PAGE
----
Tuesday, October 20, 2009

Anonymous comment to blog provokes feelings of distain...

My thanks to Rob Greenland and Patrick Hadfield for responding to my blogpost on action for climate change. Firstly, I hope I don't come across as a hectoring judgemental busy body - the last thing I wanted to do was provoke feelings of "oh no, I am not doing enough". Lord knows, I do little enough...

I also received a reply from a blogger called "About Me" and can in no place find out who this person actually is. I am probably not trying hard enough but it makes me think they are cowardly if they don't post their name. I know in the blogosphere we can be anyone who we want and that Patrick might actually be Daisy, Rob might actually be David and I could be Dr Seuss for all you know but somehow, it does not occur to me that someone who uses a name would lie about it (for the record, I am not Dr Seuss). On the other hand, "About Me" gives no name and thus I somehow feel that person has something to hide. I know that is spectacularly irrational and would be interested to know how the anonymous blogger makes anyone else feel.

My feelings are exacerbated by the fact that the remarks "About Me" left are simply silly, defensive, and judgemental. I wonder a few things:

1. "About Me" states that I have misunderstood. The aim of climate camp "isn't to influence companies to but to stop them directly". Forgive me, but how do you get companies to stop? You influence them one way or the other. And having gotten them to stop, you have succeeded in influencing them to such an extent that they have changed their behaviour.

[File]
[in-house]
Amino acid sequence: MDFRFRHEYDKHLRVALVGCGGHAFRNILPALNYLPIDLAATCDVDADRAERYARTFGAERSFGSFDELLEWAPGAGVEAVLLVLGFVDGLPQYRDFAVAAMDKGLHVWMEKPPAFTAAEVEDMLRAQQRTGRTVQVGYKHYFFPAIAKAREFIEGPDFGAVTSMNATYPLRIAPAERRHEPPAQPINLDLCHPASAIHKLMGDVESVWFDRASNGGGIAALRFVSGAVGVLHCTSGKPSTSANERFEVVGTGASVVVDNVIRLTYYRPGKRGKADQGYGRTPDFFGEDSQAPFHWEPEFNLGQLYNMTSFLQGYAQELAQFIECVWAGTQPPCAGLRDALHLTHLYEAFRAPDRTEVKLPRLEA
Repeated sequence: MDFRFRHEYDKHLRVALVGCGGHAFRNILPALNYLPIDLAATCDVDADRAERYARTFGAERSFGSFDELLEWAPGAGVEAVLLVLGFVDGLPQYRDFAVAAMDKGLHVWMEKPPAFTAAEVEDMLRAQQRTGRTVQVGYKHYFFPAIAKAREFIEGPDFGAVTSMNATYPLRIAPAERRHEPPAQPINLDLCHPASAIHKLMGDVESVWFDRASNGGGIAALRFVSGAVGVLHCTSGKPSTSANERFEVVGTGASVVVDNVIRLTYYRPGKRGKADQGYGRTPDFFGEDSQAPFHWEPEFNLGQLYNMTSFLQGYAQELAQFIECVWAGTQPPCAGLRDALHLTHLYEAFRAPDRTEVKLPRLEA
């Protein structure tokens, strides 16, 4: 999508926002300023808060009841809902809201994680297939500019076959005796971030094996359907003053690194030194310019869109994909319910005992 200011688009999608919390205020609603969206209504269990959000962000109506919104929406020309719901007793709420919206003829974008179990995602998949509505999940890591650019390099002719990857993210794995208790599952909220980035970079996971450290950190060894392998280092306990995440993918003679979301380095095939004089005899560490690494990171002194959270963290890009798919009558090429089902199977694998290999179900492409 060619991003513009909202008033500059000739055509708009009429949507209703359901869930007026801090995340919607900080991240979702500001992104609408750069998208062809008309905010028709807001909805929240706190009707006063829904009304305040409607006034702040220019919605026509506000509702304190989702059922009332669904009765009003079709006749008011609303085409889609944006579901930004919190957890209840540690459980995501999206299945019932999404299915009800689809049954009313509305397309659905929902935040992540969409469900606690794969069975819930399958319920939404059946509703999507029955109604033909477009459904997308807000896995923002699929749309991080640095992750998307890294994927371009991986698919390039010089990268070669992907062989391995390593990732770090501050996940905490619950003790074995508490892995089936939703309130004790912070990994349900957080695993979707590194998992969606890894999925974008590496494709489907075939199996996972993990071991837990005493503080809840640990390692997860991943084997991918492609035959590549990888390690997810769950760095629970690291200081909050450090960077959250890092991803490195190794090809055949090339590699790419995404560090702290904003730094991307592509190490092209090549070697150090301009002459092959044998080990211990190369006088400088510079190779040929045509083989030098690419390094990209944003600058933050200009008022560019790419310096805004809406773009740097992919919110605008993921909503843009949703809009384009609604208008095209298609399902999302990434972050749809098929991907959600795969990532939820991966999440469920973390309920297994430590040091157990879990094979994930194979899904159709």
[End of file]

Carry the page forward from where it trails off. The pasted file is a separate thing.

2. How does "About Me" know what I got up to at Climate Camp? Maybe I did empty toilets and do the washing up. "About Me" has no idea and his/her data-free speculation is presumptuous.

3. I did not say Climate Camp are doing anything wrong and I am fully aware of the recent successes. What I did say was that Climate Camp would be even more effective if their actions were more informed.

Whilst I am delighted Climate Camp took up my challenge to read and respond to my original post, I hoped for a more postive and less defensive response. The response I received was childish and unprofessional and I am sorry for that.